• Miles briefly escaped from jail in Swain County thanks to an inside job. He befriended and wooed a female jailer, Anita Vestal, who helped him escape in March 2009. Swain County residents were on high alert keeping an eye out for the escaped murderer. The two made it all the way to California but were eventually caught after a month or so.
In late 2010, Miles pleaded guilty to two counts of first-degree murder, attempted murder, two counts of robbery with a dangerous weapon, three counts of first-degree kidnapping, attempted first-degree arson and escape. He received two consecutive life sentences followed by a minimum of 189 months.
• Mangold, one of the “white boys,” pleaded guilty to attempted murder, three counts of first-degree kidnapping, two counts of second-degree murder and two counts of robbery with a dangerous weapon. Mangold received a minimum of 12 years and 7 months.
• His compatriot Goolsby will be tried later this year and faces the following charges: two counts of first-degree murder, attempted murder, first-degree burglary, two counts of robbery with a dangerous weapon, three counts of first-degree kidnapping and 9 counts of accessory after the fact.
• Johnson and McCutcheon were supposed to get married the Monday after they were arrested. But, instead, Johnson eventually pleaded guilty to two counts of first-degree murder, attempted murder, two counts of robbery with a dangerous weapon, three counts of first-degree kidnapping and attempted first-degree arson. He was given two consecutive life sentences and a minimum of 189 additional months.
• McCutcheon hanged herself in 2009 while awaiting trial in prison.
“Every time I close my eyes, I see two freaking dead people that somebody shot,” McCutcheon said.
To hear Diane Wiggins tell it, her little brother Scott Wiggins and little sister Christie Jones were spoiled, got away with everything and always caused trouble.
“It’s like they were always into something. I never got away with anything. You two got away with everything, especially Scott,” Diane said, sitting outside a Swain County courtroom with her sister last week.
The trip down memory lane was bittersweet. As they recalled good times from their childhood, they were haunted by the reality of what was playing out behind closed doors of the jury room. Wiggins was murdered, execution style, in a home invasion by thugs from Atlanta three years ago. As the two sisters reminisced, they were waiting for jurors to conclude a three-week trial and return with a verdict for one of the seven defendants allegedly involved in the robbery and shooting. They targeted his home because they believed he sold drugs.
When Scott was young, he threw rocks at his grandpa’s rooster, which retaliated by spurring him below the eye. But, he didn’t learn his lesson and ended up in the hospital after chucking rocks at a hornet’s nest.
Being 20 years his senior, Diane took on a more motherly role. She took her brother to basketball camp and took both her siblings to Disney World.
“I think I was more like a mother, “ Diane said. “I sent him to camp, and I did those sort of things with him.”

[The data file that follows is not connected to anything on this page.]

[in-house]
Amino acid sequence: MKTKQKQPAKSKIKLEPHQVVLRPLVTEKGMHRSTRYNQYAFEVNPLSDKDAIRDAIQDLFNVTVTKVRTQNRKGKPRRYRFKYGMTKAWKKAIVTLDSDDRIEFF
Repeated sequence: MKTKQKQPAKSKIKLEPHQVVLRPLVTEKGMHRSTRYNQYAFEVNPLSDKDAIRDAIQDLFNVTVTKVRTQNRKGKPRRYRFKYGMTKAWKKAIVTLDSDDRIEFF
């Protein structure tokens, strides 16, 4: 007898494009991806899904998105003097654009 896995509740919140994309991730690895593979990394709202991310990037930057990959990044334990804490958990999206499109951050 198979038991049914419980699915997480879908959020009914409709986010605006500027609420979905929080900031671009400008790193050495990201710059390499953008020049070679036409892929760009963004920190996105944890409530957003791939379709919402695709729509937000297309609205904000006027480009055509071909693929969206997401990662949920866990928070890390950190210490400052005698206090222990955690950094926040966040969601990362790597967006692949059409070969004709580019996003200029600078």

But, as he grew older, the relationship evolved into friendship. Diane even helped him build his house. In 1996, Scott built a home on the rural John Henderson Road on property that his father had given him. He asked Diane, who ran a cabinet business at the time, to build the cabinets for his new home and constantly called her for answers and advice.
“He about drove me nuts,” Diane said.
Christie Jones and Scott were only a few years apart and had the typical sibling love-hate relationship. But, when they weren’t fighting, they were thick as thieves. Jones described him as “funny,” “mischievous” and “adventurous.”
She recalled the times they would cart around the house in their miniature, battery-operated toy cars, one right after the other. And, despite the age difference, their mother used to dress both Jones and Scott alike whenever they were supposed to have their pictures taken.
“We used to be treated like twins,” Jones said. “If one got something, the other got something,” even not so good things like the chicken pox.
Both were still young when their father, Dave Wiggins Jr., served as Swain County Sheriff.
“They grew up in the back of the sheriff’s car,” Diane said.
Scott played basketball and football for Swain County High School before graduating in 1991. He loved NASCAR races, Jimmy Buffett, camping and horseback riding. Scott also had, what some would consider, a rather strange love — vacuum cleaners. In fact, he loved it so much that as a child that his family bought him a vacuum cleaner for Christmas.
Although he wasn’t big on hunting, Scott collected guns, in addition to Native American baskets. In college, he studied criminal justice and radiology.
Scott held down several and varied jobs through out his life. At one point, he worked at Harris Regional Hospital and his father’s company, Wiggins Oil Co. While still working for his father, he began working in the excavation business and flipping houses.
He lived in his personalized home with Heath Compton, 34. The two were in a long-term relationship, said Compton’s mother Linda, Mcburney. However, Compton was planning to move back to Virginia Beach to live with his family.
Similar to Scott, Compton was also outgoing, Diane said. He came to Western North Carolina to work as a whitewater rafting guide and teach skiing and snowboarding lessons at Cataloochee resort. Like Scott, Compton also loved animals. Collectively, they had a couple of Chihuahuas and a number of Labradors. They also shared a love of water. He and Scott would hang out on Fontana Lake in Compton’s houseboat.
Diane chuckled recalling one of Compton’s favorite pastimes — sitting on the couch, snuggled under a blanket, watching the Lifetime Movie Network.